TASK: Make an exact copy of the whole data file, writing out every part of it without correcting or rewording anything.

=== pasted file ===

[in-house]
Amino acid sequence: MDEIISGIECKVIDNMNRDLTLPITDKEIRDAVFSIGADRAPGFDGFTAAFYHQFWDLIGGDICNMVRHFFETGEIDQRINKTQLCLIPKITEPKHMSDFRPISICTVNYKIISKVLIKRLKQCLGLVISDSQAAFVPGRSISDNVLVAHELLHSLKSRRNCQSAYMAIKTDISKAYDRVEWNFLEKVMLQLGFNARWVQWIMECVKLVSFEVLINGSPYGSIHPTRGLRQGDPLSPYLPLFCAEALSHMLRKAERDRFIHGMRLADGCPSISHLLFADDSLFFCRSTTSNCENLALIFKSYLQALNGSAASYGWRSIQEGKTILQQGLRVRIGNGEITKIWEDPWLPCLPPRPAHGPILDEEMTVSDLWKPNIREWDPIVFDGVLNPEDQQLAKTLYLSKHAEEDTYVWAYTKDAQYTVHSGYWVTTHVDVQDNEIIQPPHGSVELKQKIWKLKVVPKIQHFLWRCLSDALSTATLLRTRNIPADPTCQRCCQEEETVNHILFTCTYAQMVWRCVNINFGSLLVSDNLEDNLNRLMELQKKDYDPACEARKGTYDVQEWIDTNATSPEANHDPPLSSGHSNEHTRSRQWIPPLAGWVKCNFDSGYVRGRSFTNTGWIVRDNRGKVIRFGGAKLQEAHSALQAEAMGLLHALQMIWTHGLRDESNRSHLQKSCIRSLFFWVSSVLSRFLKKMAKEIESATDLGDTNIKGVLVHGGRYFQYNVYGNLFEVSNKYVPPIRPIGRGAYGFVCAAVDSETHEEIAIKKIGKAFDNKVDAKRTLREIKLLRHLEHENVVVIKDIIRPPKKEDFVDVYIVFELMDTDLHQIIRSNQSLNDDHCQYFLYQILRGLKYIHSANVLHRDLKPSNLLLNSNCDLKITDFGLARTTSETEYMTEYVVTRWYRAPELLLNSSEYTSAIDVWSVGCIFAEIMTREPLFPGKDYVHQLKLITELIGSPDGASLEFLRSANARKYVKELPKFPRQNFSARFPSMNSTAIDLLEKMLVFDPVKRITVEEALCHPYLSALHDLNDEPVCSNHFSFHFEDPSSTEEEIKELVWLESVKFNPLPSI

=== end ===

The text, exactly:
[in-house]
Amino acid sequence: MDEIISGIECKVIDNMNRDLTLPITDKEIRDAVFSIGADRAPGFDGFTAAFYHQFWDLIGGDICNMVRHFFETGEIDQRINKTQLCLIPKITEPKHMSDFRPISICTVNYKIISKVLIKRLKQCLGLVISDSQAAFVPGRSISDNVLVAHELLHSLKSRRNCQSAYMAIKTDISKAYDRVEWNFLEKVMLQLGFNARWVQWIMECVKLVSFEVLINGSPYGSIHPTRGLRQGDPLSPYLPLFCAEALSHMLRKAERDRFIHGMRLADGCPSISHLLFADDSLFFCRSTTSNCENLALIFKSYLQALNGSAASYGWRSIQEGKTILQQGLRVRIGNGEITKIWEDPWLPCLPPRPAHGPILDEEMTVSDLWKPNIREWDPIVFDGVLNPEDQQLAKTLYLSKHAEEDTYVWAYTKDAQYTVHSGYWVTTHVDVQDNEIIQPPHGSVELKQKIWKLKVVPKIQHFLWRCLSDALSTATLLRTRNIPADPTCQRCCQEEETVNHILFTCTYAQMVWRCVNINFGSLLVSDNLEDNLNRLMELQKKDYDPACEARKGTYDVQEWIDTNATSPEANHDPPLSSGHSNEHTRSRQWIPPLAGWVKCNFDSGYVRGRSFTNTGWIVRDNRGKVIRFGGAKLQEAHSALQAEAMGLLHALQMIWTHGLRDESNRSHLQKSCIRSLFFWVSSVLSRFLKKMAKEIESATDLGDTNIKGVLVHGGRYFQYNVYGNLFEVSNKYVPPIRPIGRGAYGFVCAAVDSETHEEIAIKKIGKAFDNKVDAKRTLREIKLLRHLEHENVVVIKDIIRPPKKEDFVDVYIVFELMDTDLHQIIRSNQSLNDDHCQYFLYQILRGLKYIHSANVLHRDLKPSNLLLNSNCDLKITDFGLARTTSETEYMTEYVVTRWYRAPELLLNSSEYTSAIDVWSVGCIFAEIMTREPLFPGKDYVHQLKLITELIGSPDGASLEFLRSANARKYVKELPKFPRQNFSARFPSMNSTAIDLLEKMLVFDPVKRITVEEALCHPYLSALHDLNDEPVCSNHFSFHFEDPSSTEEEIKELVWLESVKFNPLPSI